RUSSIA: Soviet-era strongman's memory is being rehabilitated, writes Dan McLaughlin, in Moscow
A once-familiar shiver of mingled fear and respect ran through Petrozavodsk this month, when an old face reappeared on the streets of the northern Russian town.
For many older people, the newly unveiled bust of the late Yuri Andropov, who led the KGB for 15 years before becoming Soviet supremo, recalls a time when order and discipline reigned, corruption and dissent were crushed, and the world listened when Moscow spoke.
For many liberals and younger Russians, Mr Andropov's return is a sign that the security services he controlled are regaining their baleful influence under a man who views him as a hero - President Vladimir Putin.
Mr Putin used to run the FSB, a successor to the KGB, which marked yesterday's 90th anniversary of Andropov's birth with a ceremony for its own top brass in the southern Stavropol region where he was born.
Andropov is notorious for committing dissidents to closed psychiatric wards or exile, for planning the Red Army's 1956 bloody invasion of Hungary and authorising the shooting down of a South Korean airliner over Soviet territory in 1983, killing 269 passengers.
Mr Putin is not coy in his admiration for Andropov's avowed determination to restore Soviet power, dignity and pride, after rampant graft and general dissipation took hold in the final years of the ailing Leonid Brezhnev.
Not only did Mr Putin make an almost identical pledge in 2000, when succeeding the sick, often drunk and corruption-tainted Boris Yeltsin, but he reinstated a plaque in honour of Andropov on the wall of the dreaded Lubyanka, the KGB's Moscow headquarters, almost a decade after it was torn down as the Soviet Union collapsed.
Mr Putin is reputed to have tried to join Andropov's KGB at the age of 15, and to have kept a photograph of him in his office as he quietly climbed the security service ladder before being plucked from St Petersburg to work in Mr Yeltsin's Kremlin. He has praised Andropov's "honesty and uprightness", and laid flowers on his grave.
On taking power from Mr Brezhnev in 1982, Andropov immediately enacted his mantra of "order and discipline", demanding weekday raids on cinemas and "banya" steam rooms in a hunt for skivers avoiding work.
Andropov died after barely 15 months in power, but supporters believe had the brains and drive to restructure the Soviet economy while preserving Moscow's empire, a task to which Mikhail Gorbachev, whom he brought to Moscow from southern Russia, proved unequal.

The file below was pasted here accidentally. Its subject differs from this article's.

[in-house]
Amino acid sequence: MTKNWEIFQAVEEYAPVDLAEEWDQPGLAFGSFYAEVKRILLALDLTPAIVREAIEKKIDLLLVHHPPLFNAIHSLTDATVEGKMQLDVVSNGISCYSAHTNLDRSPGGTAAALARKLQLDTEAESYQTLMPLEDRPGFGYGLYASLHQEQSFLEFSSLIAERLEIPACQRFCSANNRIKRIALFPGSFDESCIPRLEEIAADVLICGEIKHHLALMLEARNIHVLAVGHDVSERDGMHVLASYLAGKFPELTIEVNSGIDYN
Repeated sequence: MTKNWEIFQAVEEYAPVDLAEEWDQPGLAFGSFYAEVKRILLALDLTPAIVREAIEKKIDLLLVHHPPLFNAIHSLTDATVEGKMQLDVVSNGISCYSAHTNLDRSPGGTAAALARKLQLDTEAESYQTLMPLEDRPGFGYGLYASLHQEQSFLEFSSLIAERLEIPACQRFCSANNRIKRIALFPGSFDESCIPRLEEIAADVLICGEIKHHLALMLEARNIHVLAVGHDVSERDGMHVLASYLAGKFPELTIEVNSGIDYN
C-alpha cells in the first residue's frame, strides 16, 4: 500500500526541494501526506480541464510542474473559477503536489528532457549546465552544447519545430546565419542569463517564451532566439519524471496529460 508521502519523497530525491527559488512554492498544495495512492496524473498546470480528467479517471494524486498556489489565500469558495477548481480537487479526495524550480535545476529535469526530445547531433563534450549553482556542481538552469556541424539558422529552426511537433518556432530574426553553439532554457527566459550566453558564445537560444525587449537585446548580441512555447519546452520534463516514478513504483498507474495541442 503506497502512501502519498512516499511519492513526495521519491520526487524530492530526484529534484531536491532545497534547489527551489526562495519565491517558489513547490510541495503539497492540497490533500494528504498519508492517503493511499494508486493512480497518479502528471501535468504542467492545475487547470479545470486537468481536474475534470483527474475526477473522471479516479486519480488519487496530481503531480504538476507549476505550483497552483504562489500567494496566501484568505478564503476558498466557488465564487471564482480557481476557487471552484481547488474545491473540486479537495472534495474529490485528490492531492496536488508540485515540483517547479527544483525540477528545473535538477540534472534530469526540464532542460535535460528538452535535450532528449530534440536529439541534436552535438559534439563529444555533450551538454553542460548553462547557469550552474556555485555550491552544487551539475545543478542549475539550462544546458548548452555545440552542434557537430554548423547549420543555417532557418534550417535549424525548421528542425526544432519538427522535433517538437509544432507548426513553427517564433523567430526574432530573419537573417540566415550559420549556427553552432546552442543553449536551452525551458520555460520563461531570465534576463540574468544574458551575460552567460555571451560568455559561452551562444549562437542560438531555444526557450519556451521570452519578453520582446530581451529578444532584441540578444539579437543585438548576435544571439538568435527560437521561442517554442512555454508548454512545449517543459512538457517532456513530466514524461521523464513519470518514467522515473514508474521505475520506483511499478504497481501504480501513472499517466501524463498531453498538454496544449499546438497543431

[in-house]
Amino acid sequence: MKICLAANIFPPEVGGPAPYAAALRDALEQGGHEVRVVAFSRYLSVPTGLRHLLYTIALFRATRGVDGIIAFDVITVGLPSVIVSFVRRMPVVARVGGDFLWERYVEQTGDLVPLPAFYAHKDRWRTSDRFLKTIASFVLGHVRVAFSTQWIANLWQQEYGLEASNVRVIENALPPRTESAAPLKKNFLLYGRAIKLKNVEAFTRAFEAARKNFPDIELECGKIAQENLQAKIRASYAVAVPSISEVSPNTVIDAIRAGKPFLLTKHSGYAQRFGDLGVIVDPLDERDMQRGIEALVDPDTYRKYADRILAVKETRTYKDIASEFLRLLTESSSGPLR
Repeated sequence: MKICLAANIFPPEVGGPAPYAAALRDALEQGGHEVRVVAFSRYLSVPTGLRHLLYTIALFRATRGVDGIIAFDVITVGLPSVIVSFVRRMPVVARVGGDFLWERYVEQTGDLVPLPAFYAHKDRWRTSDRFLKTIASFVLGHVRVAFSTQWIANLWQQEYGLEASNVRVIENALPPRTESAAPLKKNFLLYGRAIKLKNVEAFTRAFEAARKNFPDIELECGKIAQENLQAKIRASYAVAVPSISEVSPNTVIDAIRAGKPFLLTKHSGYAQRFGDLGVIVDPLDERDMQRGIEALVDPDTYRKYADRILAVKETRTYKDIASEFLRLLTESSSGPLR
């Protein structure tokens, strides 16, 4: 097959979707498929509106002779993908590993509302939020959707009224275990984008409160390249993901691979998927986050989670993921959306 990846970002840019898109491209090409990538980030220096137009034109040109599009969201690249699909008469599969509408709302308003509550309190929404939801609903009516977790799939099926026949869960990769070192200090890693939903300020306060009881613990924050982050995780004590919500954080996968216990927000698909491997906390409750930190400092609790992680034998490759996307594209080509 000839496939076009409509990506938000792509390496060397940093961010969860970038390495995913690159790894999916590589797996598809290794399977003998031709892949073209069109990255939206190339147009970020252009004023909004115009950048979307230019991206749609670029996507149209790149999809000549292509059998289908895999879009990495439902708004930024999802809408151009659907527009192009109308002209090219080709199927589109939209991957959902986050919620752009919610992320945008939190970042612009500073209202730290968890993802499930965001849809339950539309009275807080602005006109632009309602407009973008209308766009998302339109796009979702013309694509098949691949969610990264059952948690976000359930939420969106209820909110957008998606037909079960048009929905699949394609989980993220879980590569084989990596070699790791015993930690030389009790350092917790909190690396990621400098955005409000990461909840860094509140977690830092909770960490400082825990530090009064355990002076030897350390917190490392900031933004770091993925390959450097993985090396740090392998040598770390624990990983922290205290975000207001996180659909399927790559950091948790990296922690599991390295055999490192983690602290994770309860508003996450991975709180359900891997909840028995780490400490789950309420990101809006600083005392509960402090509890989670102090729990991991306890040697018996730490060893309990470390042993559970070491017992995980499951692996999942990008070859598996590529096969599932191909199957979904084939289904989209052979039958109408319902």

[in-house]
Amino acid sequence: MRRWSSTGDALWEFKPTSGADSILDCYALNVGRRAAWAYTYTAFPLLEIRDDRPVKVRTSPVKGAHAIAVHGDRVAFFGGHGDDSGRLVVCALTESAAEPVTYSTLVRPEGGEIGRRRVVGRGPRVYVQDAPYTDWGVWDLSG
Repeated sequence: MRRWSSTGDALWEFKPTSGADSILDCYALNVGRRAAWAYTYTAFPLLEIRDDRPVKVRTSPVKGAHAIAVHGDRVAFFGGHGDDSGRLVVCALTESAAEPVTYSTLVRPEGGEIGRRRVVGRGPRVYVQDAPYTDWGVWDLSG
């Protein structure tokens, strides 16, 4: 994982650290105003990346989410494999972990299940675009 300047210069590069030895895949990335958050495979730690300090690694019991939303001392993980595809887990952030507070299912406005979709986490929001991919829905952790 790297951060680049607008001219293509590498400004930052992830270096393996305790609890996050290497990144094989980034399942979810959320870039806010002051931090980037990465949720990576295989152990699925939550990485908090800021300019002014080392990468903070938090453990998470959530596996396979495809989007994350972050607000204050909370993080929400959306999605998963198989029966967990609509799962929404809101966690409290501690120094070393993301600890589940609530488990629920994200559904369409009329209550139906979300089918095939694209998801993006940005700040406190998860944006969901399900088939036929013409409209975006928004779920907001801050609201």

Critics call Andropov an old-school authoritarian, intelligent perhaps, but devoid of democratic instincts. Twenty years on, Mr Putin presents a similar conundrum.
While gradually streamlining the economy and promising to defend human rights and free speech, he is prosecuting a dirty war in Chechnya and has overseen the emasculation of independent television and political debate.
He has restored the Soviet national anthem, albeit with new words, and flooded the halls of power with old allies from the KGB, who support a strong state and security services, but whose commitment to democracy and openness is questionable.
And today, Russia's richest man, Mr Mikhail Khodorkovsky, goes on trial for tax evasion and fraud, in what the oil baron's supporters call a Kremlin-backed drive to stifle his political ambition and silence criticism of the authorities.
Mr Putin says the case is a purely legal matter, part of his drive to submit Russia to a "dictatorship of the law". Human rights groups wonder why many tycoons with equally murky backgrounds but a more compliant attitude still flourish here unmolested.
The world will watch how Russia deals with its highest-profile trial in recent memory, for signs of how the balance of power lies between the Kremlin's dwindling band of liberal reformers and the ascendant clique of ex-KGB hardliners.
And Russians will also be mindful of the 90th birthday of a controversial leader, to see how highly Mr Putin now regards a man who thought reform was best pushed through by the iron first of unyielding state power.
At the unveiling of the statue to Andropov in Petrozavodsk, where he led underground resistance to the Nazis in the 1940s, several people stepped forward to lay wreaths below the bust: "From victims of the KGB and FSB," read the ironic message on one.
"From victims of the Afghan War" read another, and "From grateful Hungarians" a third.
Local leader Mr Sergei Katanandov was appalled. "The people of the USSR and Russia link Andropov's name to a very important time in their lives, when law and order were restored, efforts were made to bring discipline at work and measures were taken to fight corruption," he said, as police led the protesters away.
"You know, these are very topical issues right now."